The elementary kids are generally more rowdy than the junior high students. Although to be fair, the second year junior high kids tend to mix up it more than their first or third year counterparts. Still, the elementary kids maintain a constant buzz of playful excitement that the older students can’t match. Generally the fifth and sixth graders are quite open to English instruction, and while they can be wilder, the classes are very rewarding for a teacher like me.
Near the end of the school year the fifth grade teacher, Mrs. Seo, got quite sick, and ended up missing about a month of classes. During this time, the Principal and Vice Principal had to step in and teach the fifth grade as substitutes. This meant that when I came in to teach English on Tuesday, it all me, a one-man show. This wasn’t a problem at first, but without their regular teacher there to provide stability and discipline, the students began to unravel.
By the third week of Mrs. Seo’s absence, the classroom’s demeanor had changed. Even though the Vice Principal was right there in the room with us, a few of the boys started acting up. They’d randomly get out their seats and walk around the classroom, sometimes leaving the room completely. One of the louder troublemakers would try purposely shouting Japanese obscenities that had the slightly phonetic resemblance to the English vocabulary. (For example, instead of saying “Monday” one student yelled “manko”, a vulgar term for vagina.) One of the quieter troublemakers opted to ignore the whole lesson, simply cutting papers into little pieces with scissors and scattering the pieces all over the floor. The Vice Principal did his best to corral the hooligans, but the students had apparently learned to ignore the sense of groupism and shame that normally guides personal behavior in Japanese society. Besides asking the kids not to act up, there was little the VP could do.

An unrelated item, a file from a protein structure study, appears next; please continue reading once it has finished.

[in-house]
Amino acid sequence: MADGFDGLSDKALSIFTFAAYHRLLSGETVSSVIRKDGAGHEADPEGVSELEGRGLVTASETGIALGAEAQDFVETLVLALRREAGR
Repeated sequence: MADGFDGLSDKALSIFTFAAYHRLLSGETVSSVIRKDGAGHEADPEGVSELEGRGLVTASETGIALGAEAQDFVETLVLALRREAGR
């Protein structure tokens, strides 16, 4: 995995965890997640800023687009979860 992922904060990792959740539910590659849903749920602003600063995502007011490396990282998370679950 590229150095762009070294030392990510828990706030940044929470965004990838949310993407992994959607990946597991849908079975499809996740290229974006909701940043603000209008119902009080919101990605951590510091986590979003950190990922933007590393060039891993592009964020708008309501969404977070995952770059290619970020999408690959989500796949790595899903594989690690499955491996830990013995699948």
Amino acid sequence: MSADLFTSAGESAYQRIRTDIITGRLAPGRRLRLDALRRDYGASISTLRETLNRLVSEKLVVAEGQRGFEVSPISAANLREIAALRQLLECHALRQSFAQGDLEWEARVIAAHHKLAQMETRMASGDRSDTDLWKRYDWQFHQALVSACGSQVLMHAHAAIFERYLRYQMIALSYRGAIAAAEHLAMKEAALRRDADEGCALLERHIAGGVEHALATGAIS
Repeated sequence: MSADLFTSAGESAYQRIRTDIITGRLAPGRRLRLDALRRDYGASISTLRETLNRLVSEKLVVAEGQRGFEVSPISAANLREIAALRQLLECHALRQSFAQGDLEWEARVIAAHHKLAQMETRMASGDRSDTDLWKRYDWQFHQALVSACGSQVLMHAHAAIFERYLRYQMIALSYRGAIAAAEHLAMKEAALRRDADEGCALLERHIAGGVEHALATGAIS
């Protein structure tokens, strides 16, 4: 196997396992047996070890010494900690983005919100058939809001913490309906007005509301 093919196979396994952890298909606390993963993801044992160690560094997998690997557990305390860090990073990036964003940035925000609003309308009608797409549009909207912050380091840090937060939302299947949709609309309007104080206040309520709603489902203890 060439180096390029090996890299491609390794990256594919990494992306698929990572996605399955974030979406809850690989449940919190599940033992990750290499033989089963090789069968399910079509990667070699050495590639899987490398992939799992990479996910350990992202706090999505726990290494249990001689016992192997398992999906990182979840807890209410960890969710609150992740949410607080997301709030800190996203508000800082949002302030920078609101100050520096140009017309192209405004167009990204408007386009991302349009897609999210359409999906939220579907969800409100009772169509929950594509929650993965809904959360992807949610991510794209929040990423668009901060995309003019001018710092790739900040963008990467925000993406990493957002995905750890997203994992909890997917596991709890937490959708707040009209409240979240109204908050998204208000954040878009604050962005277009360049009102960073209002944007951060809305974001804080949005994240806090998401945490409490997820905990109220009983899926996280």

Feeling that the class was losing interest in my lesson, I jumped right into the day’s game. The kids really only enjoy the game bits anyway, so why not, right? The vocabulary we were learning was the names of school subjects (like math, science, social studies, English, etc.), and I had prepared cards for each subject. The game we played was essentially just janken (じゃん拳 – Rock-paper-scissors), with an additional card collection element. Two students have a quick match of janken, and the losing student then asks the winner, “What subject do you like?” in English. The winner responds, “I like music”, for example, and if the losing student has a “Music” card, they have to give it to the winner. Once a student collects five cards of the same kind, they win the game.
I thought the game had a good blend of strategy and random chance, while providing a good platform for using the key phrases in context. Plus, my cards were pure gold – laminated gold – if I do say so myself. But to jump into the game portion of class when your kids aren’t behaving can be a risky move. If you succeed in engaging their interest than you can get them positively involved, sure. But kids (and adults too) can become so fixated on winning a meaningless game that they lose all sense of decorum. And when self-control is already in question, the game can make things worse. Things got off to great start and my gamble seemed to be paying off, but when a girl and boy started physically fighting over the school subject cards, everything fell apart.
The VP separated the children, who had ended up wrestling on the floor. The girl (let’s called her Kinno) laughed it off, while the boy (let’s called him Aki) seemed particularly crazed. (These aren’t their real names, by the way.) Perhaps Kinno had gotten in more hits than Aki had.